• Statutory net loss of $2.44bn, including significant items of $2.48bn net of tax
  • Proposed NSW casino duty rate uncertainty now resolved

Star said its trading and financial performance at the Star Sydney Casino has been adversely impacted by several factors, including increased competition from Crown and less regulated NSW clubs.

The Star Gold Coast meanwhile started the year strongly, benefiting from a surge in domestic tourism and consumer spending post-Covid.

There were significant non-cash impairments during the year totalling $2.82bn, which primarily include the impairment of The Star Sydney, The Star Gold Coast and Treasury, as well as ongoing regulatory and legal costs.

The highlight for the year includes the in-principle agreement reached with the NSW Government to amend the casino duty rates which will result in lower duty payable by Star in FY24.


Lark Distilling (ASX:LRK)


  • FY23 net sales (revenue after excise) of $17m, down $3.3m or 16% vs FY22
  • Gross Profit margins continue to perform strongly, improving to 68.9%, up 240 bps
  • EBITDA loss of $5.1m

Lark rose 7% this morning despite reporting a challenging year in terms of headline financial results.

However, the soft year-on-year performance was significantly impacted by one-off sales in FY22 and Q4 in particular.

Adjusting for these one-off transactions, underlying net sales growth was 15%, underpinned by the organic performance of its core Signature and Symphony product ranges, with combined net sales growth of 53% and 49% respectively.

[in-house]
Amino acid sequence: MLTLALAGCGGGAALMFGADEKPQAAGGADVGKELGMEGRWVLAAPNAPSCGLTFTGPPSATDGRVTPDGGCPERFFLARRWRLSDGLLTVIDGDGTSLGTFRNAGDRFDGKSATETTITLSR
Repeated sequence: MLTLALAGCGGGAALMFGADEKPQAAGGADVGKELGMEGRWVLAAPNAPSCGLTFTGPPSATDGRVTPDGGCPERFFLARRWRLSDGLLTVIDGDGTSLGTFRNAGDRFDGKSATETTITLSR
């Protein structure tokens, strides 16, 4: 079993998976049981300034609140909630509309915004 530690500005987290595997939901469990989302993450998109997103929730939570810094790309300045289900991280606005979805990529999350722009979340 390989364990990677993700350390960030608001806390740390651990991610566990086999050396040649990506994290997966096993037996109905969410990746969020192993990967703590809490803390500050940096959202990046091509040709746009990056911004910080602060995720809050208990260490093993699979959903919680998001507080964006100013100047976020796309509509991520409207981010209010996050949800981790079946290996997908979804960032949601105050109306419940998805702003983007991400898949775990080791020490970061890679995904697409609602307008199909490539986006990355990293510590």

During the year, the Lark brand received 11 awards at the International Wine & Spirits Awards in London, and Lark Classic Cask was recognised as the Best Australian Whisky by Dan Murphy’s.

In late FY23, Lark undertook a restructure to right size the organisation and allow redeployment of resources in support of future growth areas.

The company’s balance sheet and capital position remain sound, providing Lark with important financial flexibility, with cash at bank at 30 June 2023 of $7.2 million.


Gale Pacific (ASX:GAP)


  • Full year revenue of $187.6m, down 9% on pcp
  • Net profit was $3.7m, down 51% on last year
  • No dividend declared, which was down from 1c paid in FY22

The fabric manufacturer plunged 26% this morning after reporting a 51% plunge in its bottom line NPAT.

Gale said trading conditions have been challenging throughout the year in all selling regions.

Historically aggressive interest rate hikes by global central banks, particularly in the US and Australia, coupled with an accelerated shift in post-pandemic consumer spending on household goods, led to demand headwinds across all products.

“As an outdoor products company, weather conditions also greatly influence the company’s performance,” said Gale CEO, John Paul Marcantonio.

“Unseasonably cool and historically wet weather across the eastern half of Australia negatively impacted the overall result for consumer and commercial categories.”

Gale expects trading conditions to remain challenging in the first half of the 2024 financial year, with continued demand headwinds.


Share prices today: